In this my last speech to the Senate I remind Australians that Australia is a much better place than it was in May 1990, when I came here. We did have a lot of leadership shown by the former Labor government—under Paul Keating’s leadership, particularly when he was the Treasurer—to open up the Australian economy, to float the Australian dollar and to allow more financial institutions in. We saw some phenomenal reforms, particularly under Peter Walsh when he was the Minister for Finance, to bring back the fiscal train wreck that was occurring. Labor did do some very good economic policy, and it had an opposition sitting over there that waved it through and encouraged it, as opposed to the opposition we have now that has sought to stop most of the economic reforms of the Howard-Costello era.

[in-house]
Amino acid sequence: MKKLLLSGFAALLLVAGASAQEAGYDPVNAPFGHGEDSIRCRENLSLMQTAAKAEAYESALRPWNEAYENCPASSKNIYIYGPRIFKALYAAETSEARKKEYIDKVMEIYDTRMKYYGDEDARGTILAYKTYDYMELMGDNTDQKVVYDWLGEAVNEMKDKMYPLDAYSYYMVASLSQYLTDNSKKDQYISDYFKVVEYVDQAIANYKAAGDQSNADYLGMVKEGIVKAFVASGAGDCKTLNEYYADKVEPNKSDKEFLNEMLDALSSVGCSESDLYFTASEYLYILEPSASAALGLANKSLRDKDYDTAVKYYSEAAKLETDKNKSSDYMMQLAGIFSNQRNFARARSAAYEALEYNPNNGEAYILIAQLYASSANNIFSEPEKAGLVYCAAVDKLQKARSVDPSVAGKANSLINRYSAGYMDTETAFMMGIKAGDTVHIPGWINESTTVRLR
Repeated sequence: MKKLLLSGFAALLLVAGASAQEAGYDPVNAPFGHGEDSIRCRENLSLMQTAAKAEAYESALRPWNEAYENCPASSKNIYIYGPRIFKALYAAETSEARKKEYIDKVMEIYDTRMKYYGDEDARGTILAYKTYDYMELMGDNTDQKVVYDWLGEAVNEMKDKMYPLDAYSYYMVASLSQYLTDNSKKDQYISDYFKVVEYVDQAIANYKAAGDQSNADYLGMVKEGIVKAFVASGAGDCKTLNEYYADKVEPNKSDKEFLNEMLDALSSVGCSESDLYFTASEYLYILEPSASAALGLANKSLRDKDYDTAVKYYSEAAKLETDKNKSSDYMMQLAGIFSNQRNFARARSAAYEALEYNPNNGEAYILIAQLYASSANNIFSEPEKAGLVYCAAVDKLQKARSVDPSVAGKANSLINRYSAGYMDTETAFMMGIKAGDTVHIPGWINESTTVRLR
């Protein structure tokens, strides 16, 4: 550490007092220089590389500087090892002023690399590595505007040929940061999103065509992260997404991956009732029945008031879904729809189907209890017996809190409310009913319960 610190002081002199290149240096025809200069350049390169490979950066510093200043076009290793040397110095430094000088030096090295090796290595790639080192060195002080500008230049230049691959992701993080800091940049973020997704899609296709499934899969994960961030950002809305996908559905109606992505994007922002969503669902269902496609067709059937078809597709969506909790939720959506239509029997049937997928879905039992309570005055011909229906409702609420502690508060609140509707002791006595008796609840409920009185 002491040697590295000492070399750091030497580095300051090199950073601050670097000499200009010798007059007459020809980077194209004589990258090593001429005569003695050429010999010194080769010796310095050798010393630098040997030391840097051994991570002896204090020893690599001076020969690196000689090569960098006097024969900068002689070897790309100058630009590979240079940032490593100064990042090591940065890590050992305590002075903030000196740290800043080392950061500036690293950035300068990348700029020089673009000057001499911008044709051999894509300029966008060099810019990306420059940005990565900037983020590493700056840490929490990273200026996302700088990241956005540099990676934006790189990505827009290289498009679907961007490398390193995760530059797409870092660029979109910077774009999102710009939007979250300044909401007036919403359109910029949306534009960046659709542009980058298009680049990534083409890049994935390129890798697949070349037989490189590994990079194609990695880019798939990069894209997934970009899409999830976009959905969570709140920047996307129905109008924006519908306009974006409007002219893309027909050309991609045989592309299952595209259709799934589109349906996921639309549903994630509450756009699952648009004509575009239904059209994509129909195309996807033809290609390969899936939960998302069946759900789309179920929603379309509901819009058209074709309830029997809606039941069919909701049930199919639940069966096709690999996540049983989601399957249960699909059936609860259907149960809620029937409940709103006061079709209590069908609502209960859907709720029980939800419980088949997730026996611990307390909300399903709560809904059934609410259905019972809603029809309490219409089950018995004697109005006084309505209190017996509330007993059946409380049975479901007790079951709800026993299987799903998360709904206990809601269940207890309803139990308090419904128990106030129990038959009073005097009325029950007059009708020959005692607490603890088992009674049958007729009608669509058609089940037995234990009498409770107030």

There are two points I would like to make in the short time I have; I have chosen to make it short because I think after 17 years in politics it is a bit hard to whinge about things that have not occurred—if you cannot do it then, you should get off and leave it to other people, which is what I will do. One thing that annoys the hell out of me, Mr President, is that in the Senate we totally ignore the standing order about reading speeches. I read my first speech when I was sitting behind where Robert Ray is, but I hated reading it. I found it so boring and so painful. I chose that day not to read another speech and I have virtually stuck to that. I would recommend, particularly to the new senators who have joined us but also to all of you, that you learn how to make a speech without copious notes and without having to read it. Do your research, write it out if you want, learn it and then just give it off the cuff. It is a wonderful skill. I am far from perfect and in fact I am hopeless at reading speeches now. I think it is an incredibly important skill that only the Senate would uphold. They will not do it over the other side; they are not made of the right sort of stuff. It is a wonderful skill to learn. The Prime Minister is probably the greatest practitioner of giving an extempore speech—certainly in this country and possibly in the free world. He is a master at it. A lot of new members and senators, but particularly senators, should learn to do that. Throw away your copious notes, throw away those typed out speeches and the little lecterns that people are using, and learn to make a speech.